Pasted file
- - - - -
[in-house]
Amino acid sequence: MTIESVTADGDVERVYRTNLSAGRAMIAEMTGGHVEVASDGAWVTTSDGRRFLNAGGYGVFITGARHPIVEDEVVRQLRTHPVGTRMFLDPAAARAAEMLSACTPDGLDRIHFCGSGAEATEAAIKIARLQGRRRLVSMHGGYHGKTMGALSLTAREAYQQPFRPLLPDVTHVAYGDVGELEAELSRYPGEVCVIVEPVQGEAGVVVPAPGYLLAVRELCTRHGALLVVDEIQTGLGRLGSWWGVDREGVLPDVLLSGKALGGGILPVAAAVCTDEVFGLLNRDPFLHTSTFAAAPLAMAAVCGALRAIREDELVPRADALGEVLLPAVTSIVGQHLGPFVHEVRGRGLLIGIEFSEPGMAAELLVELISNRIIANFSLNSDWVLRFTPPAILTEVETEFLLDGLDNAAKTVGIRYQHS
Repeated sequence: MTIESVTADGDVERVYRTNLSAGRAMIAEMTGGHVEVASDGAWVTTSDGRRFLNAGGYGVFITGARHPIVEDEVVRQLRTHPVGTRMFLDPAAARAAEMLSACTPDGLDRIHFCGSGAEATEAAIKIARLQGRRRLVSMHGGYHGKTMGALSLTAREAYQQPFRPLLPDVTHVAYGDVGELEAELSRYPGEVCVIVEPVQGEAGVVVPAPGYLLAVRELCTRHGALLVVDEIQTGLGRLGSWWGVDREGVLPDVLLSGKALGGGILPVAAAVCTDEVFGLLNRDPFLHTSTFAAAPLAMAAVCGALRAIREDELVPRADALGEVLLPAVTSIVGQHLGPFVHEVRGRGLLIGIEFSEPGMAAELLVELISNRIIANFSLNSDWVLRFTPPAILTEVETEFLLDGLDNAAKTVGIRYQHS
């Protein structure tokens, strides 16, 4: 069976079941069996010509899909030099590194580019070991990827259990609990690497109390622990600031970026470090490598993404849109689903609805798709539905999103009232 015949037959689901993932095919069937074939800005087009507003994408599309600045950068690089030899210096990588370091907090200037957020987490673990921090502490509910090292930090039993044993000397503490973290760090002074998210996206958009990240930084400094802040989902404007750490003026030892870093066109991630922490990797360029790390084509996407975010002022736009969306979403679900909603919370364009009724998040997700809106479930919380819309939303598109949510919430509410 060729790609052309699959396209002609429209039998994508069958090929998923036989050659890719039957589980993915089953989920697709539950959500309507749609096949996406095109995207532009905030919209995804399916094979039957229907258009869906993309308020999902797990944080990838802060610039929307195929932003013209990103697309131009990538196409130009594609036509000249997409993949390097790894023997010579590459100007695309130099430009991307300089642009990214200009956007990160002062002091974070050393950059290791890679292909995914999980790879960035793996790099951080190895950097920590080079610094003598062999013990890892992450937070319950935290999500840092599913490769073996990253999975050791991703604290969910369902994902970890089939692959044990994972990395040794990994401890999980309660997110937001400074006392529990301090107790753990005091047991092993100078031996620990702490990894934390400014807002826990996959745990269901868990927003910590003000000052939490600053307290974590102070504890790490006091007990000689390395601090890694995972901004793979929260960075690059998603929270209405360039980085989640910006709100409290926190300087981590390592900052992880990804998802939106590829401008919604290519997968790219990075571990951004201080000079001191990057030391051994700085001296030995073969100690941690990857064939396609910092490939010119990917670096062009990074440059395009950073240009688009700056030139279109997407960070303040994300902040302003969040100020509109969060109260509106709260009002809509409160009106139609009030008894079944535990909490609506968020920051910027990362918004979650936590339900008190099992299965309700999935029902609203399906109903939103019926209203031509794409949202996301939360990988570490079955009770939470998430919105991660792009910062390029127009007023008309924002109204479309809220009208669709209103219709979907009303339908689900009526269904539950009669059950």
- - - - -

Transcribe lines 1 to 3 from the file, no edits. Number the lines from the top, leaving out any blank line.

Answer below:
[in-house]
Amino acid sequence: MTIESVTADGDVERVYRTNLSAGRAMIAEMTGGHVEVASDGAWVTTSDGRRFLNAGGYGVFITGARHPIVEDEVVRQLRTHPVGTRMFLDPAAARAAEMLSACTPDGLDRIHFCGSGAEATEAAIKIARLQGRRRLVSMHGGYHGKTMGALSLTAREAYQQPFRPLLPDVTHVAYGDVGELEAELSRYPGEVCVIVEPVQGEAGVVVPAPGYLLAVRELCTRHGALLVVDEIQTGLGRLGSWWGVDREGVLPDVLLSGKALGGGILPVAAAVCTDEVFGLLNRDPFLHTSTFAAAPLAMAAVCGALRAIREDELVPRADALGEVLLPAVTSIVGQHLGPFVHEVRGRGLLIGIEFSEPGMAAELLVELISNRIIANFSLNSDWVLRFTPPAILTEVETEFLLDGLDNAAKTVGIRYQHS
Repeated sequence: MTIESVTADGDVERVYRTNLSAGRAMIAEMTGGHVEVASDGAWVTTSDGRRFLNAGGYGVFITGARHPIVEDEVVRQLRTHPVGTRMFLDPAAARAAEMLSACTPDGLDRIHFCGSGAEATEAAIKIARLQGRRRLVSMHGGYHGKTMGALSLTAREAYQQPFRPLLPDVTHVAYGDVGELEAELSRYPGEVCVIVEPVQGEAGVVVPAPGYLLAVRELCTRHGALLVVDEIQTGLGRLGSWWGVDREGVLPDVLLSGKALGGGILPVAAAVCTDEVFGLLNRDPFLHTSTFAAAPLAMAAVCGALRAIREDELVPRADALGEVLLPAVTSIVGQHLGPFVHEVRGRGLLIGIEFSEPGMAAELLVELISNRIIANFSLNSDWVLRFTPPAILTEVETEFLLDGLDNAAKTVGIRYQHS